As for the screen quality, I think the improvement is nice, but perhaps not as stunning as the improvement from standard definition to HD.
Viewing a scene from the pilot of Amazon’s original series, “Alpha House,” on a 7-inch HDX alongside the updated Kindle Fire HD, I found the colors on the new model a bit more vibrant. Both HDX models now have a higher pixel density than Apple’s vaunted Retina screen: The smaller one is at 323 pixels per inch and the full-sized one is at 339 pixels per inch. By contrast, the iPad Mini is at 162 pixels per inch and the full-sized iPad at 264 pixels per inch.
However, the pixel count seems more for bragging rights until app developers take advantage of it or directors start shooting in “ultrahigh definition.” For now, Amazon sends out video signals, at best, at 720p to streaming media players, which the older Kindle Fire HD was capable of handling.
The 8.9-inch now comes with a rear-facing camera and dedicated photo-editing software, although I have always felt taking pictures with a big tablet seems silly, especially if you have a smartphone in your pocket that does the same job.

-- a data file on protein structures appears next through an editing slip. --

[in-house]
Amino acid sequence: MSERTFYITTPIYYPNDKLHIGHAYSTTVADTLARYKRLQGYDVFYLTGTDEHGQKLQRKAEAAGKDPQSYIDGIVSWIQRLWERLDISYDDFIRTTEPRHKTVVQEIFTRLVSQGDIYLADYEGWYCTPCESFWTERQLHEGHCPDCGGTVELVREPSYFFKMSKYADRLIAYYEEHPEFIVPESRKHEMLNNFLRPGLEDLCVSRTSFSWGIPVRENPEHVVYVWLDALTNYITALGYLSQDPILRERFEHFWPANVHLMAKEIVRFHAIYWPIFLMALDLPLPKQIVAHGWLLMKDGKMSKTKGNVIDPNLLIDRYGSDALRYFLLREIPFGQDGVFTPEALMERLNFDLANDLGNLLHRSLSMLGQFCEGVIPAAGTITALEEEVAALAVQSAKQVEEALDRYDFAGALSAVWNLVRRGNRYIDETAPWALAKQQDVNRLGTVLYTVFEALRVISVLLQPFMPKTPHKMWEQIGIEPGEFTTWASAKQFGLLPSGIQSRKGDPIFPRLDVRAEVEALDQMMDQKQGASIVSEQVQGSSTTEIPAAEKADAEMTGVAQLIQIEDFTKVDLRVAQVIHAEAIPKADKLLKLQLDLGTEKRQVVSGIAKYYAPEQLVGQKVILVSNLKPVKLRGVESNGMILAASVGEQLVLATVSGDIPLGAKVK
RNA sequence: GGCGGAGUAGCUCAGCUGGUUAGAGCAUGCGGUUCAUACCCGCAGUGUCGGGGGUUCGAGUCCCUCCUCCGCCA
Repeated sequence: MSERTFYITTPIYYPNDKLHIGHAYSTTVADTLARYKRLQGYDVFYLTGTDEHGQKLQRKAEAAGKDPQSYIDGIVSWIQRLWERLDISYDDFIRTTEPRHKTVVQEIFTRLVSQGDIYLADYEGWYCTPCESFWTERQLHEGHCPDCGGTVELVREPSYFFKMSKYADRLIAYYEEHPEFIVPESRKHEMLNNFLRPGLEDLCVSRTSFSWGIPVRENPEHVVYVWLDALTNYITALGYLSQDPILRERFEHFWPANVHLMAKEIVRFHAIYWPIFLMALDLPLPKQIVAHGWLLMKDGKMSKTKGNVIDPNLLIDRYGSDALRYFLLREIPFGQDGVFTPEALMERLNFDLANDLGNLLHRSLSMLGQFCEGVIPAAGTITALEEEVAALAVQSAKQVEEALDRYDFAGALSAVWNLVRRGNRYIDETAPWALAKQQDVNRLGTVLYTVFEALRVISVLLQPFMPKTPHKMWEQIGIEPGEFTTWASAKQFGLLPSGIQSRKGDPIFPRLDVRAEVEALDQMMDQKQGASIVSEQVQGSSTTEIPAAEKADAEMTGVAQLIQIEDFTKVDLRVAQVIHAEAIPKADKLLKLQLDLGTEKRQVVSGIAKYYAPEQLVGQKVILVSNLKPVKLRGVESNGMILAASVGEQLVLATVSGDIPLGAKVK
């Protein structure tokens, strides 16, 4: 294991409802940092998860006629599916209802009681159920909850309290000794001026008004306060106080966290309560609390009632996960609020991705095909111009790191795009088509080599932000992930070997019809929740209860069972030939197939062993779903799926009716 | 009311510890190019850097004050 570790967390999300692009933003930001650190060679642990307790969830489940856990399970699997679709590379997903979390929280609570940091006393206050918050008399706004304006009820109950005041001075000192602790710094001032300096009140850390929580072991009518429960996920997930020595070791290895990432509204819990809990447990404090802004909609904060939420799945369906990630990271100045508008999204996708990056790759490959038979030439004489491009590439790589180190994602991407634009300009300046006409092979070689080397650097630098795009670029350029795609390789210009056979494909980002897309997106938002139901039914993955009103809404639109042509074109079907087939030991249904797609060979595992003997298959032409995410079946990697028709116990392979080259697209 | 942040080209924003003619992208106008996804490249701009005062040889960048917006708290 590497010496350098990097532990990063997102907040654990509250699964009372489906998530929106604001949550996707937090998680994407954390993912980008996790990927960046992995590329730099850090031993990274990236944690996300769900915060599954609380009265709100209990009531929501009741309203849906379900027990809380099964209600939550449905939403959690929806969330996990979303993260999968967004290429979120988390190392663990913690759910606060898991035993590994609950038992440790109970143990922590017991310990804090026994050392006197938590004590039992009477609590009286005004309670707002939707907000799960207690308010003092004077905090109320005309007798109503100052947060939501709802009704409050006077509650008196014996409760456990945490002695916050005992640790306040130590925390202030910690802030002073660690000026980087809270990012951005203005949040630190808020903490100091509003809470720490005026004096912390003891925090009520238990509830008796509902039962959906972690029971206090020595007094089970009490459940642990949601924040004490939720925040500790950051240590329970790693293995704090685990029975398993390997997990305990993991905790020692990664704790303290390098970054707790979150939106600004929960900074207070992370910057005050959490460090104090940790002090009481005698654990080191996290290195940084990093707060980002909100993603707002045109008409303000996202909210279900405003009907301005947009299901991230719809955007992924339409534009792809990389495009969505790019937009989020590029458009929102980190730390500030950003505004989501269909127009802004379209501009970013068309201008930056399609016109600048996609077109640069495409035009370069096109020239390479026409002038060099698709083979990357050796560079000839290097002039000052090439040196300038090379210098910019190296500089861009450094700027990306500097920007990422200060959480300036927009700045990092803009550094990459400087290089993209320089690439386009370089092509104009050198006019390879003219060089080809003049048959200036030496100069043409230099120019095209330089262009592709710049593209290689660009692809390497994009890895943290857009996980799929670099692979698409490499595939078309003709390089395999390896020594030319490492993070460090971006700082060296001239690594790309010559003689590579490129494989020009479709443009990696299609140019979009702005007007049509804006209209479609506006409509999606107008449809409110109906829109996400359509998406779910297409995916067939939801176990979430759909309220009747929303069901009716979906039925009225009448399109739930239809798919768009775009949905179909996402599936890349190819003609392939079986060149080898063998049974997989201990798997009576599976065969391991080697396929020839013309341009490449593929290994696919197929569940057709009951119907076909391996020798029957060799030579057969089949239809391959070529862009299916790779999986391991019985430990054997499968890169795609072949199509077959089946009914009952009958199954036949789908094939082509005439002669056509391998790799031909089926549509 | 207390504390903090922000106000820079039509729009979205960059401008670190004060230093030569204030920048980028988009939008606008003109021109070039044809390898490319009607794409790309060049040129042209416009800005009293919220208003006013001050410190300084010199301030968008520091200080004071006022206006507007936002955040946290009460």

Other features include an improved X-ray on-screen trivia service, which now features musical data. Amazon’s Prime Instant Video service now features downloads for offline viewing rather than just streaming, which requires a constant Internet connection. I’ll need more hands-on time to try them out, though.
With HDX, Amazon is making key improvements in areas where I feel it lagged behind its competitors the most: on weight and with its processor, as the old Kindle Fire HD felt laggy and slow to respond. I don’t think Amazon will ever be the brand for, say, gamers looking for high performance from a tablet. But for people who use Amazon a lot for books, video and other services, it’ll be nice to have a bit less wrist strain and a bit more zip when flitting around the device.
Copyright 2013 The Associated Press. All rights reserved. This material may not be published, broadcast, rewritten or redistributed.